Mosaics and the beach

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Europe » Italy » Emilia-Romagna » Ravenna
April 29th 2014
Published: May 1st 2014
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We have our car back. I glanced out the window last night to see it driving into the hotel parking lot so Mel ran down to meet the driver and get the keys. The hire car goes back tomorrow morning so all is well again.

Having seen the amazing mosaics in the Basilica yesterday, we did a bit of research. Ravenna has 8 UNESCO World Heritage sites in the city. They are all either basilicas or mausoleums from the 5th and 6th centuries and they are famous for their mosaics. We had not heard of the place but we wanted to see more of these amazing artworks.

It is only a fairly small town so a walking tour to encompass all the major sights is the best bet. Central Ravenna is also a ‘ZTL’, which means if you don’t live there, you can’t drive there and the fines are not light!

We got our tickets for the five paid entry sites, and found out that there are about 15 school groups going through today… yippee. Hoping to avoid the bulk of them we set out for the further sites first, starting with the Arian Baptistery. Built around 480AD, Arianism was the official religion of the Roman court, and the belief was that Christ was the son of God but retained his human nature. The ceiling is decorated with another beautiful mosaic showing Christ and the 12 apostles.

Then it was on to the Basilica of Sant’Appolinaire Nuovo. This was built around the same time and the sides of the nave constitute the largest areas of mosaics on display. Showing the procession of the virgins and martyrs, they are apparently the most famous too. We made our way across the city to the Neonian Baptistery. This is the oldest monument in Ravenna dating to the end of the 4th century AD. The mosaics here show a Hellenic influence typical of the earlier time. Next door is St Andrew’s Chapel which is part of a museum complex. The museum shows pieces of recovered stonework and artefacts from many of the other religious buildings of Ravenna that are no longer standing. The small entry vestibule of the chapel is decorated with a mosaic of 99 different species of birds typical of the local area while the chapel itself is dominated by the images of Christ. Built by a bishop, Peter II, as his private chapel, this imagery has been interpreted as anti-arian despite the official court religion.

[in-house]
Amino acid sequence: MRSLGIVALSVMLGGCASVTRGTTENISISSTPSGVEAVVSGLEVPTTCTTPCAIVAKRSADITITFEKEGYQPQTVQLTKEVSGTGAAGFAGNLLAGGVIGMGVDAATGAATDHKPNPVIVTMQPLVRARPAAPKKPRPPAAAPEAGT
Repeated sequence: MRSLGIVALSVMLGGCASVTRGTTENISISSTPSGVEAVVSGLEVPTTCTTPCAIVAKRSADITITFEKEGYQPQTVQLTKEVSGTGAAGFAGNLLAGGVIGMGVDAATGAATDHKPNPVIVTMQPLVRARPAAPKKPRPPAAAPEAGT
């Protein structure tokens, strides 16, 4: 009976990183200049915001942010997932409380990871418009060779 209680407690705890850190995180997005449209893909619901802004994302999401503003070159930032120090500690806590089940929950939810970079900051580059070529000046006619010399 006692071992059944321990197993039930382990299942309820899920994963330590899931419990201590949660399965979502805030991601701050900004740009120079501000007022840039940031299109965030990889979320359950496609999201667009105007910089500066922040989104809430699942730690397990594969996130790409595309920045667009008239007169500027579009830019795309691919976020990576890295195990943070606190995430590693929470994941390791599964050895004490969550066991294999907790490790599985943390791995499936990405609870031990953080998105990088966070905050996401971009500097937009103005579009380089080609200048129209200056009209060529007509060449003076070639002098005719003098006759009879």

The last stops were the Basilica of San Vitale and the Mausoleum of Galla Placidia. The basilica is a large octagon with a cupola and a richly decorated apse to one side. The mosaics in the apse were certainly a favourite for us and the underside of the dome shows a beautiful Christian painted scene.

Galla Placidia’s Mausoleum is a small unassuming building to the side of the basilica but inside the entire ceiling in decorated with a mosaic starry sky. Galla Placidia was a daughter, sister, wife and mother of several Roman Emperors and as such she wielded great power, reigning over the Western section of the Roman Empire. Her sarcophagus and two others are interred within the mausoleum.

After the magnificence of all the mosaic work in Ravenna, I can thoroughly recommend a visit here to experience these truly amazing artworks. More than just paintings on a wall, standing beneath the ancient domes really leaves an impression.

We are staying tonight in the seaside resort town of Lido Adriano. It seems to be deserted but looks like it would be ridiculously busy in the summer. We had afternoon tea on the beach and Em had a couple of hours just running and playing in the sand to make up for dragging her through all the churches this morning!

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